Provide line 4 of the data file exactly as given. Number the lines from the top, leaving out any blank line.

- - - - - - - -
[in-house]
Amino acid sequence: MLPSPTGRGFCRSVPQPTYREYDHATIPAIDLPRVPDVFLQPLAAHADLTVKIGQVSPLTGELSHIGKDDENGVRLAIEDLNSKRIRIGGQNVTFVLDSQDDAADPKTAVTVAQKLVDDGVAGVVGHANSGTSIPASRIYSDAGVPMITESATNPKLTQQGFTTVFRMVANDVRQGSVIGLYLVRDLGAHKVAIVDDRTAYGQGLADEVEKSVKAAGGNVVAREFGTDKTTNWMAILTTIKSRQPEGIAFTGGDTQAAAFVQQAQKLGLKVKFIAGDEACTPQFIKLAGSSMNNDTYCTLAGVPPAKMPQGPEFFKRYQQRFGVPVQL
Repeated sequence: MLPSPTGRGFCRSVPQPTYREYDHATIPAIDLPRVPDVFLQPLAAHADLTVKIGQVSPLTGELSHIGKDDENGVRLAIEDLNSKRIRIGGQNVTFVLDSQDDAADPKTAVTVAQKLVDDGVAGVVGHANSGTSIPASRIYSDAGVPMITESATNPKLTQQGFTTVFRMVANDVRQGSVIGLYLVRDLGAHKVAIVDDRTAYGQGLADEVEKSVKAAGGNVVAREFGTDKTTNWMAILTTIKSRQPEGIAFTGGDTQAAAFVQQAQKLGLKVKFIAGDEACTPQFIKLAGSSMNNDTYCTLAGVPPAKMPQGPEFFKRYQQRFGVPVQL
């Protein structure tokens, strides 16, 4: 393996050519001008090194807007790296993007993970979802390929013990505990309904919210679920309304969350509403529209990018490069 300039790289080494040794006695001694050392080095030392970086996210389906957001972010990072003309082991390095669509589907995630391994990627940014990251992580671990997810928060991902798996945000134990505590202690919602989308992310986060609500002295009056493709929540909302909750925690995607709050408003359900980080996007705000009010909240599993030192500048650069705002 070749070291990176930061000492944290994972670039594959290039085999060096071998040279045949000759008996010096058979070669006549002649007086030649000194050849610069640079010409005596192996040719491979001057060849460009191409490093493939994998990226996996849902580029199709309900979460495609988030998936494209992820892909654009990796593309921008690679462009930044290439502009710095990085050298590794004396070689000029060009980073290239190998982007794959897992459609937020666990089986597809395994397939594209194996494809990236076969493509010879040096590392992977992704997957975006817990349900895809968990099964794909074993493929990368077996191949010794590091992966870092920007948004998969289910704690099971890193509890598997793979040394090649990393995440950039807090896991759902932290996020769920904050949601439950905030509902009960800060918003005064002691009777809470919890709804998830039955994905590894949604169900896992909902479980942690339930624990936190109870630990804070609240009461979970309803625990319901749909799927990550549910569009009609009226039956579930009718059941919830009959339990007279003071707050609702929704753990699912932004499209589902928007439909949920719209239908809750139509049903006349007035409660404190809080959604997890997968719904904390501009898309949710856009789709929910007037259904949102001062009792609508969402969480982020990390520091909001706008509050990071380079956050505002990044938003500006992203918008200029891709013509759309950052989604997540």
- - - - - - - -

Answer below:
């Protein structure tokens, strides 16, 4: 393996050519001008090194807007790296993007993970979802390929013990505990309904919210679920309304969350509403529209990018490069 300039790289080494040794006695001694050392080095030392970086996210389906957001972010990072003309082991390095669509589907995630391994990627940014990251992580671990997810928060991902798996945000134990505590202690919602989308992310986060609500002295009056493709929540909302909750925690995607709050408003359900980080996007705000009010909240599993030192500048650069705002 070749070291990176930061000492944290994972670039594959290039085999060096071998040279045949000759008996010096058979070669006549002649007086030649000194050849610069640079010409005596192996040719491979001057060849460009191409490093493939994998990226996996849902580029199709309900979460495609988030998936494209992820892909654009990796593309921008690679462009930044290439502009710095990085050298590794004396070689000029060009980073290239190998982007794959897992459609937020666990089986597809395994397939594209194996494809990236076969493509010879040096590392992977992704997957975006817990349900895809968990099964794909074993493929990368077996191949010794590091992966870092920007948004998969289910704690099971890193509890598997793979040394090649990393995440950039807090896991759902932290996020769920904050949601439950905030509902009960800060918003005064002691009777809470919890709804998830039955994905590894949604169900896992909902479980942690339930624990936190109870630990804070609240009461979970309803625990319901749909799927990550549910569009009609009226039956579930009718059941919830009959339990007279003071707050609702929704753990699912932004499209589902928007439909949920719209239908809750139509049903006349007035409660404190809080959604997890997968719904904390501009898309949710856009789709929910007037259904949102001062009792609508969402969480982020990390520091909001706008509050990071380079956050505002990044938003500006992203918008200029891709013509759309950052989604997540």